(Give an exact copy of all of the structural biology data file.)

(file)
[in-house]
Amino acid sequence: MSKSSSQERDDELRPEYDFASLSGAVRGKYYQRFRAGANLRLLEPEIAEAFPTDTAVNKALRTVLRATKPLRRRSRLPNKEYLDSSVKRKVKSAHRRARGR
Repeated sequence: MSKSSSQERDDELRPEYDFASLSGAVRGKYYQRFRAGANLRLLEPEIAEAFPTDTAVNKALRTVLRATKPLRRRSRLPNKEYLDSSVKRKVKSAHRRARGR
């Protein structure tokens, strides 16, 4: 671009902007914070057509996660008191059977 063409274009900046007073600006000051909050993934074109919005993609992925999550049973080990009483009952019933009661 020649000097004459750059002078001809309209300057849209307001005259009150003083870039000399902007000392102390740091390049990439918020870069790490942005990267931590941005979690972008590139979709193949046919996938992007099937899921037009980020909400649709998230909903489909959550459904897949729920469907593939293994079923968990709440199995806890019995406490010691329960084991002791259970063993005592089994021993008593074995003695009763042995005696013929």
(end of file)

[in-house]
Amino acid sequence: MSKSSSQERDDELRPEYDFASLSGAVRGKYYQRFRAGANLRLLEPEIAEAFPTDTAVNKALRTVLRATKPLRRRSRLPNKEYLDSSVKRKVKSAHRRARGR
Repeated sequence: MSKSSSQERDDELRPEYDFASLSGAVRGKYYQRFRAGANLRLLEPEIAEAFPTDTAVNKALRTVLRATKPLRRRSRLPNKEYLDSSVKRKVKSAHRRARGR
């Protein structure tokens, strides 16, 4: 671009902007914070057509996660008191059977 063409274009900046007073600006000051909050993934074109919005993609992925999550049973080990009483009952019933009661 020649000097004459750059002078001809309209300057849209307001005259009150003083870039000399902007000392102390740091390049990439918020870069790490942005990267931590941005979690972008590139979709193949046919996938992007099937899921037009980020909400649709998230909903489909959550459904897949729920469907593939293994079923968990709440199995806890019995406490010691329960084991002791259970063993005592089994021993008593074995003695009763042995005696013929």